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Consideration of the Nutrition Components of the Sick Child Initiative 2 ◆ ◆ ◆ ◆ ◆ Description of the Nutrition Algorithms of the Sick Child Initiative The Sick Child Initiative (SCI) attempts to integrate separate case management systems into one entity. It provides an approach for the management of diarrhea, respiratory infection, malaria, measles, and malnutrition in one integrated system. A crucial goal of SCI is to identify the minimum essential elements for the diagnosis and treatment of each of these five disease components. The algorithms are intended for use in first-level health facilities that have minimal equipment, so that diagnosis depends primarily on the medical history and physical examination of the child by the health worker. The nutritional assessment uses simple techniques, and it is assumed to be possible with the level of technical expertise that reflects the current skills of clinical health workers when they are provided with some additional training. The nutrition algorithm is divided into three broad components: assessment, classification, and treatment (see Appendix D for the algorithm). The nutrition assessment component, “Classify Nutritional Status,” relies on relatively simple measurements for the identification of malnutrition and anemia. It assumes that a scale is available for weighing the child, but not a lengthboard to measure height or length or equipment for measuring hemoglobin or hematocrit. The identification of malnutrition and anemia is based on the presence or absence of following: visible severe wasting, pallor, clouding of the cornea, foamy patches on the whites of the eyes, or edema of both feet. The child is also weighed, and weight-for-age is classified as “low” or “not low. ” Based on these symptoms, the child (age 2 months to 5 years) is classified in one of the three groups described in the following sections.

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Consideration of the Nutrition Components of the Sick Child Initiative SEVERE MALNUTRITION OR SEVERE ANEMIA This classification is given if a child has any one of the following symptoms: visible severe wasting, severe pallor, clouding of the cornea, or edema of both feet. Such children are given vitamin A and an urgent referral to hospital. MODERATE MALNUTRITION OR MODERATE ANEMIA This classification is based on the presence of one of the following: low weight-for-age, foamy patches on the white of the eye, or pallor. Children in this category will have their feeding assessed, using one set of questions for infants age 1 week to 2 months, and another set for those 2 months to 5 years. For the younger groups, questions are asked about whether there is difficulty in feeding and the frequency of breastfeeding and consumption of other foods and drinks. Breastfeeding is further assessed by observing the attachment and suckling effectiveness of infants during a 4-minute period for infants who have not fed for at least an hour. For the older infants, the mother is asked questions about breastfeeding frequency and diurnal patterns; type, frequency, amounts, and providers of other foods and feeding techniques; and any changes in feeding as a result of illness. The mother's answers are compared with a set of “Feeding Recommendations during Sickness and Health” that are intended for all children up to 5 years, and referred to as the “Food Box.” The “Food Box” provides basic information on how and what the child should be fed from the ages of 0–4 months, 4–6 months, 6–12 months, 12 months–2 years, and 2 years and older. The mother then is counseled as appropriate using the “Counsel the Mother” chart. Administration of vitamin A and counseling on the use of foods rich in vitamin A are recommended for children with foamy patches on the eye. For children with pallor, medicinal iron is given for 14 days; after this period the mother is asked to return to obtain sufficient iron to last up to 2 months. (If pallor still exists at 2 months, the child is referred for assessment.) An oral antimalarial drug is advised in high malaria areas, and mebendazole, a broad-spectrum antiparasitic agent, is recommended for children older than 2 years who have not had a dose in the prior 6 months. For children with low weight-for-age or pallor, the mother is asked to return with her child in 14 days. At that time the child is reweighed, weight gain is calculated, and feeding is reassessed. If weight gain has been inadequate or the child has lost weight, or if the child has a feeding problem, the mother is counseled about problems found by the health worker, who again refers to the “Food Box” and the “Counsel the Mother” charts. The mother is asked again to return with her child in 14 days or is referred. If weight gain is good, the mother is encouraged to continue.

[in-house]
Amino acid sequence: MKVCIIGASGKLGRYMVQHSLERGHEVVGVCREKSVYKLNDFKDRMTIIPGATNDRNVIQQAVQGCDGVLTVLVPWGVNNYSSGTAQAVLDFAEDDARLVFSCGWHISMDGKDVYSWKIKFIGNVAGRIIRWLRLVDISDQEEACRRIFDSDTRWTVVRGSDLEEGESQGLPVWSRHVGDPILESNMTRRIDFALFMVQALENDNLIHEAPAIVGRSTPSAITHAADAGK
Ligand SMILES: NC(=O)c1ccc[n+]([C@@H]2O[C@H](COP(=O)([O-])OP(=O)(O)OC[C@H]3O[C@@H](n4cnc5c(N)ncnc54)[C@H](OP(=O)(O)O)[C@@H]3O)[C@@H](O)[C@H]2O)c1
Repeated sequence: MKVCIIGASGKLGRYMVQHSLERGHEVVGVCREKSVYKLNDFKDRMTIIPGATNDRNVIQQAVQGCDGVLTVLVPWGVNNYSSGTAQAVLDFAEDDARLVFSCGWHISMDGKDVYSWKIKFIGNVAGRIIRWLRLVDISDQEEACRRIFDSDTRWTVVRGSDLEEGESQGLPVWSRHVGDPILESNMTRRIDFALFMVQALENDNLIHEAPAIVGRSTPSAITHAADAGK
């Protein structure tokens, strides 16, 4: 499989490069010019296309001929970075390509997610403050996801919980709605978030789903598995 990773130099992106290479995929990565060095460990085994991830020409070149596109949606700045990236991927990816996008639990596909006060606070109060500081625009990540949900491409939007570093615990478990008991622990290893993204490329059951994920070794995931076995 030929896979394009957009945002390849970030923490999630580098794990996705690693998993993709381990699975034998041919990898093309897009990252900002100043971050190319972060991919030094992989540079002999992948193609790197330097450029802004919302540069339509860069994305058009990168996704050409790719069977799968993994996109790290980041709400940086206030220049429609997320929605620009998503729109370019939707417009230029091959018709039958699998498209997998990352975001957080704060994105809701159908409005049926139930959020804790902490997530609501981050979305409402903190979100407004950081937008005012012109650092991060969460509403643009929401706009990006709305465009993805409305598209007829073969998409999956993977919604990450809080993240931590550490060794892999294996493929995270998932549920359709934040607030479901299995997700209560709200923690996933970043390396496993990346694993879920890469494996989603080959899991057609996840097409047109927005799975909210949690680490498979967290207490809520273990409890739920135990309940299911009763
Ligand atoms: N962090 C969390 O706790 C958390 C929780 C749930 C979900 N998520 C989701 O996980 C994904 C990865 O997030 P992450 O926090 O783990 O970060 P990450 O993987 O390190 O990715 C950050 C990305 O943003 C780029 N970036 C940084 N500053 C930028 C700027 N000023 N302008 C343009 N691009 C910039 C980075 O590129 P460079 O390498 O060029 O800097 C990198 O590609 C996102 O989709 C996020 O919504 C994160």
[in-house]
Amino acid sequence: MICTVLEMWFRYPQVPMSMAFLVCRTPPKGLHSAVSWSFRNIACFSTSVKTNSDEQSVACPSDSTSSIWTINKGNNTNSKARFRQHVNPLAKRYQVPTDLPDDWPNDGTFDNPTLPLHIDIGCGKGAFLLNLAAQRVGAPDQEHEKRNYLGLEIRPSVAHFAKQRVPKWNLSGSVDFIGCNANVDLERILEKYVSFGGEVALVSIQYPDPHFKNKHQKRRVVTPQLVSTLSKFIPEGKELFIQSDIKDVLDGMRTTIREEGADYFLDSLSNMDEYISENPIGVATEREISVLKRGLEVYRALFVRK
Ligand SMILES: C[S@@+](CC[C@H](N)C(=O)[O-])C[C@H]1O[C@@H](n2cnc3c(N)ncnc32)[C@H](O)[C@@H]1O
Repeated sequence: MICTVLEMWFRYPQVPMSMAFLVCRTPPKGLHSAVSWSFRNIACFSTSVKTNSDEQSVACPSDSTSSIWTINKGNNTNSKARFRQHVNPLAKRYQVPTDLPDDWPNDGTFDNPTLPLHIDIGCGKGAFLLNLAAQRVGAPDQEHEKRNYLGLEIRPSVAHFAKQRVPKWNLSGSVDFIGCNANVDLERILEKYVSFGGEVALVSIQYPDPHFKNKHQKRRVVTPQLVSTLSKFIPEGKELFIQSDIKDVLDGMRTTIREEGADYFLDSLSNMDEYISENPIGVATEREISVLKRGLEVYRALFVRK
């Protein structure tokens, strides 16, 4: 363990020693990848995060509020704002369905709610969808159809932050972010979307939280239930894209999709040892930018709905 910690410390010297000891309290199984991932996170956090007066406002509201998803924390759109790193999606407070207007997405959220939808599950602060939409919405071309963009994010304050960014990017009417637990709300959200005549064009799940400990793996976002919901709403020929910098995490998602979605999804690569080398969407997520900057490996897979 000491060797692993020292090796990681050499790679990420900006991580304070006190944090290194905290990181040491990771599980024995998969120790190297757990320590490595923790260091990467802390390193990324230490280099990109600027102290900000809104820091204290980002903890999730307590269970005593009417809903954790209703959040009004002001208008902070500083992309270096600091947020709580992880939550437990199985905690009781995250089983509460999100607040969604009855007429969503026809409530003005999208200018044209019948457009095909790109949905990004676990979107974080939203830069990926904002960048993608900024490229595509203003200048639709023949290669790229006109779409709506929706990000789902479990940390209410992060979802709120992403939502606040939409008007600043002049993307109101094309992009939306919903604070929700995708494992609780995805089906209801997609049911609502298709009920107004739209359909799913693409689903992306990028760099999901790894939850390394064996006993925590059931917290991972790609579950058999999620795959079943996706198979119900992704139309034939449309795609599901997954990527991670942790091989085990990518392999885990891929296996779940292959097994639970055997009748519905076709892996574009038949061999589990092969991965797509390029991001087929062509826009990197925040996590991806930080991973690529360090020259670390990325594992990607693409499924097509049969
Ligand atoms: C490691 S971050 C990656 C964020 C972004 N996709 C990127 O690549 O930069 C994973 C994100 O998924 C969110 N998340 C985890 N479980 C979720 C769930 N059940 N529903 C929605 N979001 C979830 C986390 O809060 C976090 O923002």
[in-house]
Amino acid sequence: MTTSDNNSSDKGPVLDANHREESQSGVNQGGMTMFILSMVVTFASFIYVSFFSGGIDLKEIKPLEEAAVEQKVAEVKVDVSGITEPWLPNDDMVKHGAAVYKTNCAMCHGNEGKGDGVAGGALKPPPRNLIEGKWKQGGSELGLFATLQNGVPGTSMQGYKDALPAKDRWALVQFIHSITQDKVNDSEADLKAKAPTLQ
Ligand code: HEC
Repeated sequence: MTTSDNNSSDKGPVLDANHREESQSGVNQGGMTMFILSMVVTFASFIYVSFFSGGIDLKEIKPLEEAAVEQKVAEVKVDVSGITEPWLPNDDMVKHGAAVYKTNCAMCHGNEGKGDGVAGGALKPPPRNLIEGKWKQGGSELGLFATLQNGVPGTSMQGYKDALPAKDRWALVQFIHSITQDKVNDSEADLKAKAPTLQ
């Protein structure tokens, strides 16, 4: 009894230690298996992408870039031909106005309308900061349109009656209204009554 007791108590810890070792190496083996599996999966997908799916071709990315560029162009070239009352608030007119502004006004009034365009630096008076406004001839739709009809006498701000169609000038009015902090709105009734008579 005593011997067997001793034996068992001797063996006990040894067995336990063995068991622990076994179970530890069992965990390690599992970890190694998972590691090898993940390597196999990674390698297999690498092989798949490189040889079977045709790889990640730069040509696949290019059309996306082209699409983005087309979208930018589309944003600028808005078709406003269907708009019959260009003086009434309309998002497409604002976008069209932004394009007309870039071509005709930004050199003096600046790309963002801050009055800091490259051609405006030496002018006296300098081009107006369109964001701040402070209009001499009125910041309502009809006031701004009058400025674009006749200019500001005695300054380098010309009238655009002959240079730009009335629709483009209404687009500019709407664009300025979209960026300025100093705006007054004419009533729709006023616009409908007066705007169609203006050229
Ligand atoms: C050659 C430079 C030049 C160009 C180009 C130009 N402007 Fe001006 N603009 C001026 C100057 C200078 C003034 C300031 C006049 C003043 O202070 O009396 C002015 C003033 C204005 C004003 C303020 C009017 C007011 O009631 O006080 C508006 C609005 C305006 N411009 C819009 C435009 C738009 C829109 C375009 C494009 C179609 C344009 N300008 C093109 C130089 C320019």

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Consideration of the Nutrition Components of the Sick Child Initiative NO SIGNS OF MALNUTRITION OR ANEMIA For cases of sick children who present with none of the key indicators, if the child is under 2 years of age, feeding is still assessed and mothers are advised about infant and child feeding based on information contained in the Food Box (see Appendix D). If the child is over 2 years of age, and has no signs of malnutrition or anemia, no feeding assessment or advice is proposed. Thus, the nutrition algorithms also incorporate the concept of prevention of malnutrition by providing feeding recommendations to sick, but well-nourished, children. The complementary foods to be provided for those under 2 years of age are intended to be derived for each location by consultants working with national and/or local staff during a forthcoming, in-country adaptation phase of the algorithms. This strategy recognizes that the composition of weaning foods often varies by country, and even within countries, and that for the health worker's advice on infant feeding to be relevant to the caretaker, examples of nutritionally appropriate, locally available foods must be developed. The “Counsel the Mother” chart also provides guidance to health workers on the most common feeding problems and potentially feasible, locally adapted, solutions. Because application of the entire set of SCI algorithms is supposed to take less than 10 minutes for each mother/child pair, the “Assessment of The Child's Feeding” and “Counseling the Mother About Feeding Problems” components must be done quite rapidly. Newly trained health workers in Ethiopia, however, took on average of 15 to 20 minutes to perform the medical consultations in a pilot study, and about half of this time was taken by the nutrition counseling (M. S. Lung'aho, WellStart International, Washington, D.C., personal communication, 1995).